Charlee Dyroff is a writer from Colorado. Her work has appeared in Slate, Columbia Journal, Ploughshares, and elsewhere. She's currently pursuing an MFA in non-fiction at Columbia University.
In America’s northernmost nursing home, residents can still eat the traditional wild foods they grew up on, thanks to a program that links local hunters with long-term care facilities.
Twenty-six miles above the Arctic Circle, in Kotzebue, Alaska, there’s a plain white metal trailer in the center of town that blends in with the snowy tundra during the winter. From the outside, it looks like an office or a perhaps a single-family home, but it’s actually a modern-day ice-cellar, or Siglauq, where hunters from across Inuit villages throughout northern Alaska can donate meat to be inspected, packaged, and served in the northernmost nursing home in the United States.
“The main source of meat that we have is caribou,” says Cyrus Harris, who is in charge of the Siglauq. Harris can slice and prepare caribou, moose, muskot, ptarmigan, you name it, almost with his eyes closed. The Alaska native has been hunting for as long as he can remember, providing meals for himself and his family by learning the patterns of the tundra and the animals that make it their home. He inspects all of the food that goes through the Siglauq, making sure it’s safe to be offered in the nursing home, called the Utuqqanaat-Inaat by the Inupiat Eskimo people.
Securing access to traditional foods for Kotzebue’s elders has been a difficult process, but the effects on the individuals in the facility are noticeable and significant. Not only does the meat serve as an important source of fat to help them maintain a healthy body weight and remain mobile, but the taste of familiar foods brings the elders comfort.
“I see the difference that it’s made for the elders,” Harris says. “They are much happier, they communicate better, they’re moving around better.”
By making an effort to bring native foods and the soothing smells and tastes that come with them into the long-term care facility, the community of Kotzebue is practicing a unique model of medical care called “person-centered care.” This approach takes into account people’s own values, preferences, and experiences as part of their health-care program.
“[The Hunter Support Program] is a beautiful example of person-centered care,” says Laura Mosqueda, dean of the Keck School of Medicine at the University of Southern California. Mosqueda specializes in family medicine and elderly neglect and abuse. In 2015, she and her team released a study in partnership with the American Geriatrics Society solidifying a definition for person-centered care that can be used as a starting point to measure the effects of it, which have so far proved encouragingly positive.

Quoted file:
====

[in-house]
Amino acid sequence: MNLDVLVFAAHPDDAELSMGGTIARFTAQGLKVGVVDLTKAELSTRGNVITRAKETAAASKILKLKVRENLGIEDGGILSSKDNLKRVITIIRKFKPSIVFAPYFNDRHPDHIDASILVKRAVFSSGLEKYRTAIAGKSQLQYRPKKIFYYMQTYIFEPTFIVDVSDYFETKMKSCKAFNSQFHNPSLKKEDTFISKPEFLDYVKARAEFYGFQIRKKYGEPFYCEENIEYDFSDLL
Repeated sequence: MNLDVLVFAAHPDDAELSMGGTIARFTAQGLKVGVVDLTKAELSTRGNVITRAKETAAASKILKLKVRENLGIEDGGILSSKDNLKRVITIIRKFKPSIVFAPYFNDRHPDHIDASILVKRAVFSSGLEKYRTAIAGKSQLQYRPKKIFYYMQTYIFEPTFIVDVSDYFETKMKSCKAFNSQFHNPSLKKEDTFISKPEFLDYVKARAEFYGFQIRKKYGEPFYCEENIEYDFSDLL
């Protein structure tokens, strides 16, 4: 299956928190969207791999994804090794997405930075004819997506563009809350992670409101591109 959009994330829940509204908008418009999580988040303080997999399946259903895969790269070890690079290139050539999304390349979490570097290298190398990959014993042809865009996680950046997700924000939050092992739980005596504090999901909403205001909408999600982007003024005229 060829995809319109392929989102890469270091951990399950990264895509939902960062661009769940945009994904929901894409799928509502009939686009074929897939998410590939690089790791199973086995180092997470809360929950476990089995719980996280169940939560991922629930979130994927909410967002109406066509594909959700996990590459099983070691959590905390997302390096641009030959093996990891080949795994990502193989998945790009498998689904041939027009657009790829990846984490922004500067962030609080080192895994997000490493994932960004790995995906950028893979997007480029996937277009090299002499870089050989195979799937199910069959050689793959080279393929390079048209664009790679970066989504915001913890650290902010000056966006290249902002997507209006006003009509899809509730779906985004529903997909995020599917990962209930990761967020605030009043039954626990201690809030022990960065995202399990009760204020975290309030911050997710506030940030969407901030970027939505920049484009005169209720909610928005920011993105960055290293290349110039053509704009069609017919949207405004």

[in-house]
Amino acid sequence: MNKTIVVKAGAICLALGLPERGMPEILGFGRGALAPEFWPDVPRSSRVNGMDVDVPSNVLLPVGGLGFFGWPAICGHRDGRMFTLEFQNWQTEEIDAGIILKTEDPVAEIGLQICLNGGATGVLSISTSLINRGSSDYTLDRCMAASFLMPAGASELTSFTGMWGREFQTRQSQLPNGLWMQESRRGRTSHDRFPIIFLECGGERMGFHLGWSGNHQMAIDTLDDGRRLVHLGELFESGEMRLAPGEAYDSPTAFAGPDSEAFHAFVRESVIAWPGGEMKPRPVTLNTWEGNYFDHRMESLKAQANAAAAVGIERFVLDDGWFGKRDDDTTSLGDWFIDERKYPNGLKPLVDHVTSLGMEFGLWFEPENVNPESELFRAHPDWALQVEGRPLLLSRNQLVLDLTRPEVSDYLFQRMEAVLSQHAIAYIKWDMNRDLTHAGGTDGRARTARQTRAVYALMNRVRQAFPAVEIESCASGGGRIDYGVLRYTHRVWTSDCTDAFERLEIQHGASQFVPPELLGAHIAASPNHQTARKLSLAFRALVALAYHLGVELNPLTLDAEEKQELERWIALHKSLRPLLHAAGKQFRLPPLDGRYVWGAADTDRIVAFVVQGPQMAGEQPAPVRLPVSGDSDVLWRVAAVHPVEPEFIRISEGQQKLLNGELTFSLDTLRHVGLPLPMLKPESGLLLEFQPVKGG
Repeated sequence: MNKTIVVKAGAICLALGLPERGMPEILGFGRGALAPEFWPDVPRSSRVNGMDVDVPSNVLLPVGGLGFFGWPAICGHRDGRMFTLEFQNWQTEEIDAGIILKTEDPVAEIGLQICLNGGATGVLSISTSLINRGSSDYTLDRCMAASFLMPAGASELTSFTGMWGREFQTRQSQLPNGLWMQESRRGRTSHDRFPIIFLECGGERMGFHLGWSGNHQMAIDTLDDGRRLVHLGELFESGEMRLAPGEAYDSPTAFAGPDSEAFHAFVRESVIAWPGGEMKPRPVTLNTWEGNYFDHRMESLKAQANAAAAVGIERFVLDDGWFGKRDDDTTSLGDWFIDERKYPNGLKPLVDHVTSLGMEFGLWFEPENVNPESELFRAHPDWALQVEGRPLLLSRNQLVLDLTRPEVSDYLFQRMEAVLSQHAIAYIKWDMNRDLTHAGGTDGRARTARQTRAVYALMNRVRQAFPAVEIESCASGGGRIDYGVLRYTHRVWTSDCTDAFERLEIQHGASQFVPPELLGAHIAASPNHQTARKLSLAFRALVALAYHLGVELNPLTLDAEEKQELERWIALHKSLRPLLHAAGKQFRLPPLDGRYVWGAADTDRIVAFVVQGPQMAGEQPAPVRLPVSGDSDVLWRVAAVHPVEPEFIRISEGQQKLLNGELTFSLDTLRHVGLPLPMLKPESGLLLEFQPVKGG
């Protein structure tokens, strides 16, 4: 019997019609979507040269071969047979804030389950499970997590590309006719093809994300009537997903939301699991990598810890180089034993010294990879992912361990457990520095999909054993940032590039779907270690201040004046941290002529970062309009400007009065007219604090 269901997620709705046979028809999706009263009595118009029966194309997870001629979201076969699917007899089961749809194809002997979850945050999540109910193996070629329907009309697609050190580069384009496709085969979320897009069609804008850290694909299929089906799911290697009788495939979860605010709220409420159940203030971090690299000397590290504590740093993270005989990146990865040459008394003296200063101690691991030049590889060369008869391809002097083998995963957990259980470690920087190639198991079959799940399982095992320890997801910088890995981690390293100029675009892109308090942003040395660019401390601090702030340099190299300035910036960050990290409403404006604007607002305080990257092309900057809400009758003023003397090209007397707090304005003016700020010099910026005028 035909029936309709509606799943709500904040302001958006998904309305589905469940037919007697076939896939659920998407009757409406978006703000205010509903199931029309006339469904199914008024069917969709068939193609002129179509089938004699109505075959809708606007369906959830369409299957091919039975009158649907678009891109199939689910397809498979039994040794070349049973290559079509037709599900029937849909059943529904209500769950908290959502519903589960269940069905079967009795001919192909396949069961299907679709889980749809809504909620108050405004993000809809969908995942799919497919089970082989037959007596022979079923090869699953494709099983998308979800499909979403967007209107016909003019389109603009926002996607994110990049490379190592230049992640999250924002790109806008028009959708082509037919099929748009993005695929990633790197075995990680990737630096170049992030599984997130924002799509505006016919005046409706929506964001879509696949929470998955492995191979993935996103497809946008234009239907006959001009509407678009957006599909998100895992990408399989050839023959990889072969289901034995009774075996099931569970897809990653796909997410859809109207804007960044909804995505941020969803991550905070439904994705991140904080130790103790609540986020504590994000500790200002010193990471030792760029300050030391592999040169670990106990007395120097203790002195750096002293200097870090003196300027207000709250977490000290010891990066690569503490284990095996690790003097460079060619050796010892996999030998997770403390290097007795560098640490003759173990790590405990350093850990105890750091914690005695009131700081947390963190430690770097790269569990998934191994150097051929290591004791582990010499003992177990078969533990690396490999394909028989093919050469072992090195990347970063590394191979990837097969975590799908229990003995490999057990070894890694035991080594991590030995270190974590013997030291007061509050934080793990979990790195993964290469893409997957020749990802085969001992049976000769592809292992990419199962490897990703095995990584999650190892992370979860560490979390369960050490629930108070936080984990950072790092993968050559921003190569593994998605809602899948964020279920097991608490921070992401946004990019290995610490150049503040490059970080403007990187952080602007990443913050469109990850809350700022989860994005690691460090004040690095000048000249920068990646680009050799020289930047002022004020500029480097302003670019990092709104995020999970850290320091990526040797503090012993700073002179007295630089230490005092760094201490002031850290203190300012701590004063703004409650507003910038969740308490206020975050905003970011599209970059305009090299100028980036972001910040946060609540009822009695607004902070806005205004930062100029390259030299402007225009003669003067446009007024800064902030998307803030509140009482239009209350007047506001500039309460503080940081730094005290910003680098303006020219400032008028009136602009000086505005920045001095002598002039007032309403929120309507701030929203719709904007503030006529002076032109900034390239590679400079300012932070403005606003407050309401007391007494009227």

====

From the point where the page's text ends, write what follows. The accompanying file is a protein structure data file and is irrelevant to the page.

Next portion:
In a review of 17 studies pooling data from more than a thousand patients at different nursing homes across the country, two specialists, Sun Kyung Kim and Myonghwa Park, found that person-centered care reduces agitation, symptoms of depression, and improves the overall quality of a patient’s life.
“[The goal is] to take a holistic approach, to understand that a person is not just their blood pressure number or, you know, some metric that we can measure, but that those metrics and organ systems are attached to someone,” Mosqueda explains.
For the town of Kotzebue, the push for traditional food in the nursing home began in 1993 when Harris founded the Hunter Support Program, a group that convinced the federal government to allow funds allocated for food in long-term care facilities to be used to buy fuel and ammunition for hunting instead.
However, not long after the program started, Harris experienced an unexpected roadblock. Nursing homes are generally prohibited from serving food that is not obtained from an approved federal, state, or local source. Because traditional Inupiat foods are wild, they are difficult to categorize with U.S. Department of Agriculture guidelines and often violate standards for long-term care facilities. In the case of the Utuqqanaat-Inaat, any meat that hunters brought in was not legally permitted to be served, so the federal government retracted their funding for the program.